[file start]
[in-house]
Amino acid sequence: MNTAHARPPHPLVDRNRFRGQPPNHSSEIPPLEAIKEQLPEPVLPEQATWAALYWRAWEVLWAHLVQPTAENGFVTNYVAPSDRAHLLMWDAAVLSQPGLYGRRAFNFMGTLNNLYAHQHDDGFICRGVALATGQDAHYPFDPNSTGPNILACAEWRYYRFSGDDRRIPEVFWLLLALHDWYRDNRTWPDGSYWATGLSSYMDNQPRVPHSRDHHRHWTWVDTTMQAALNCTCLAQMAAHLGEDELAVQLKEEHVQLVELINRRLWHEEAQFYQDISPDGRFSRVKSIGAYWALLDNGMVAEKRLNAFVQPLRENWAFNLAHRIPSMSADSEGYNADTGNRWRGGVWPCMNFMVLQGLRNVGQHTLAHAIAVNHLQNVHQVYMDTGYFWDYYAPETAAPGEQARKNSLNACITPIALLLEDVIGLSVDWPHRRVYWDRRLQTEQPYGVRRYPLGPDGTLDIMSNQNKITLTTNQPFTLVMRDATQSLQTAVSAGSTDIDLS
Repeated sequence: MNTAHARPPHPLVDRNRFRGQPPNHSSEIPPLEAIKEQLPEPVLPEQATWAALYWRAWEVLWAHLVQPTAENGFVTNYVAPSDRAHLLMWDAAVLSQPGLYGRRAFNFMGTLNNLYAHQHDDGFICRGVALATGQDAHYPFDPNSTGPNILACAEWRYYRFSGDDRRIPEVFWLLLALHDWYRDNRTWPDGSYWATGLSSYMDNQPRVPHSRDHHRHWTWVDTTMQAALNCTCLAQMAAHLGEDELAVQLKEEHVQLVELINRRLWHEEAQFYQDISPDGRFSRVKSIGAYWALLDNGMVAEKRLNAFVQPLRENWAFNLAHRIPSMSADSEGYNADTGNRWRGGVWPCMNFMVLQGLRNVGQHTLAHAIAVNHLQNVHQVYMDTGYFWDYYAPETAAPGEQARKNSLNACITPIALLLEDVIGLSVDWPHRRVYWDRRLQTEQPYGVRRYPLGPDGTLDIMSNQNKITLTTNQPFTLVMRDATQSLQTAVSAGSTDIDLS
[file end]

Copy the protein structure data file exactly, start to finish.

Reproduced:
[in-house]
Amino acid sequence: MNTAHARPPHPLVDRNRFRGQPPNHSSEIPPLEAIKEQLPEPVLPEQATWAALYWRAWEVLWAHLVQPTAENGFVTNYVAPSDRAHLLMWDAAVLSQPGLYGRRAFNFMGTLNNLYAHQHDDGFICRGVALATGQDAHYPFDPNSTGPNILACAEWRYYRFSGDDRRIPEVFWLLLALHDWYRDNRTWPDGSYWATGLSSYMDNQPRVPHSRDHHRHWTWVDTTMQAALNCTCLAQMAAHLGEDELAVQLKEEHVQLVELINRRLWHEEAQFYQDISPDGRFSRVKSIGAYWALLDNGMVAEKRLNAFVQPLRENWAFNLAHRIPSMSADSEGYNADTGNRWRGGVWPCMNFMVLQGLRNVGQHTLAHAIAVNHLQNVHQVYMDTGYFWDYYAPETAAPGEQARKNSLNACITPIALLLEDVIGLSVDWPHRRVYWDRRLQTEQPYGVRRYPLGPDGTLDIMSNQNKITLTTNQPFTLVMRDATQSLQTAVSAGSTDIDLS
Repeated sequence: MNTAHARPPHPLVDRNRFRGQPPNHSSEIPPLEAIKEQLPEPVLPEQATWAALYWRAWEVLWAHLVQPTAENGFVTNYVAPSDRAHLLMWDAAVLSQPGLYGRRAFNFMGTLNNLYAHQHDDGFICRGVALATGQDAHYPFDPNSTGPNILACAEWRYYRFSGDDRRIPEVFWLLLALHDWYRDNRTWPDGSYWATGLSSYMDNQPRVPHSRDHHRHWTWVDTTMQAALNCTCLAQMAAHLGEDELAVQLKEEHVQLVELINRRLWHEEAQFYQDISPDGRFSRVKSIGAYWALLDNGMVAEKRLNAFVQPLRENWAFNLAHRIPSMSADSEGYNADTGNRWRGGVWPCMNFMVLQGLRNVGQHTLAHAIAVNHLQNVHQVYMDTGYFWDYYAPETAAPGEQARKNSLNACITPIALLLEDVIGLSVDWPHRRVYWDRRLQTEQPYGVRRYPLGPDGTLDIMSNQNKITLTTNQPFTLVMRDATQSLQTAVSAGSTDIDLS